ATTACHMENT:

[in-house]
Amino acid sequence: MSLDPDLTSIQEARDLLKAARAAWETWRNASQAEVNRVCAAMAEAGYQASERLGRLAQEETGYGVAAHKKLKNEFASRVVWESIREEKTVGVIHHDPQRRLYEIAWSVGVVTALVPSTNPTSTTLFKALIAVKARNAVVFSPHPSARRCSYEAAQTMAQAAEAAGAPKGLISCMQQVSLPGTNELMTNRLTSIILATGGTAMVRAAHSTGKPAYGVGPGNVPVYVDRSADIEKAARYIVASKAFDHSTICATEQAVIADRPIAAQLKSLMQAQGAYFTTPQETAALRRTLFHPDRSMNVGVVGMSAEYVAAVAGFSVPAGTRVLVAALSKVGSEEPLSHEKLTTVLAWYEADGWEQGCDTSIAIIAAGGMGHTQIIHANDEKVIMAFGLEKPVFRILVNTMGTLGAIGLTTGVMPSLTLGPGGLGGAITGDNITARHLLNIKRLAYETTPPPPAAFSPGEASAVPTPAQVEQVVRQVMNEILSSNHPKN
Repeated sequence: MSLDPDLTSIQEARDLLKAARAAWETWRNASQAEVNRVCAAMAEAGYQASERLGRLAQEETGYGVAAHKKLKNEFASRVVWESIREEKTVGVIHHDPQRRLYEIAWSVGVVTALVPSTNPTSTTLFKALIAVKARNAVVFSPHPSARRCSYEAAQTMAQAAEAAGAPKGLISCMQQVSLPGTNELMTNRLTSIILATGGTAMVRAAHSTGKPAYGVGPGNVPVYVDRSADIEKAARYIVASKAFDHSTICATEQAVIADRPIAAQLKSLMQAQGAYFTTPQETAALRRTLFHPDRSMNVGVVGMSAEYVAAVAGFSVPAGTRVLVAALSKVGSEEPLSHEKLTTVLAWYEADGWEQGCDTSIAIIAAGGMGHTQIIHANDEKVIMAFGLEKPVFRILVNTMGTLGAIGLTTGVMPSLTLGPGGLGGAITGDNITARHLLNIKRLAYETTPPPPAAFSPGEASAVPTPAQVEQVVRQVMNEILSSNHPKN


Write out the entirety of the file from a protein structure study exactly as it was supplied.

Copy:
[in-house]
Amino acid sequence: MSLDPDLTSIQEARDLLKAARAAWETWRNASQAEVNRVCAAMAEAGYQASERLGRLAQEETGYGVAAHKKLKNEFASRVVWESIREEKTVGVIHHDPQRRLYEIAWSVGVVTALVPSTNPTSTTLFKALIAVKARNAVVFSPHPSARRCSYEAAQTMAQAAEAAGAPKGLISCMQQVSLPGTNELMTNRLTSIILATGGTAMVRAAHSTGKPAYGVGPGNVPVYVDRSADIEKAARYIVASKAFDHSTICATEQAVIADRPIAAQLKSLMQAQGAYFTTPQETAALRRTLFHPDRSMNVGVVGMSAEYVAAVAGFSVPAGTRVLVAALSKVGSEEPLSHEKLTTVLAWYEADGWEQGCDTSIAIIAAGGMGHTQIIHANDEKVIMAFGLEKPVFRILVNTMGTLGAIGLTTGVMPSLTLGPGGLGGAITGDNITARHLLNIKRLAYETTPPPPAAFSPGEASAVPTPAQVEQVVRQVMNEILSSNHPKN
Repeated sequence: MSLDPDLTSIQEARDLLKAARAAWETWRNASQAEVNRVCAAMAEAGYQASERLGRLAQEETGYGVAAHKKLKNEFASRVVWESIREEKTVGVIHHDPQRRLYEIAWSVGVVTALVPSTNPTSTTLFKALIAVKARNAVVFSPHPSARRCSYEAAQTMAQAAEAAGAPKGLISCMQQVSLPGTNELMTNRLTSIILATGGTAMVRAAHSTGKPAYGVGPGNVPVYVDRSADIEKAARYIVASKAFDHSTICATEQAVIADRPIAAQLKSLMQAQGAYFTTPQETAALRRTLFHPDRSMNVGVVGMSAEYVAAVAGFSVPAGTRVLVAALSKVGSEEPLSHEKLTTVLAWYEADGWEQGCDTSIAIIAAGGMGHTQIIHANDEKVIMAFGLEKPVFRILVNTMGTLGAIGLTTGVMPSLTLGPGGLGGAITGDNITARHLLNIKRLAYETTPPPPAAFSPGEASAVPTPAQVEQVVRQVMNEILSSNHPKN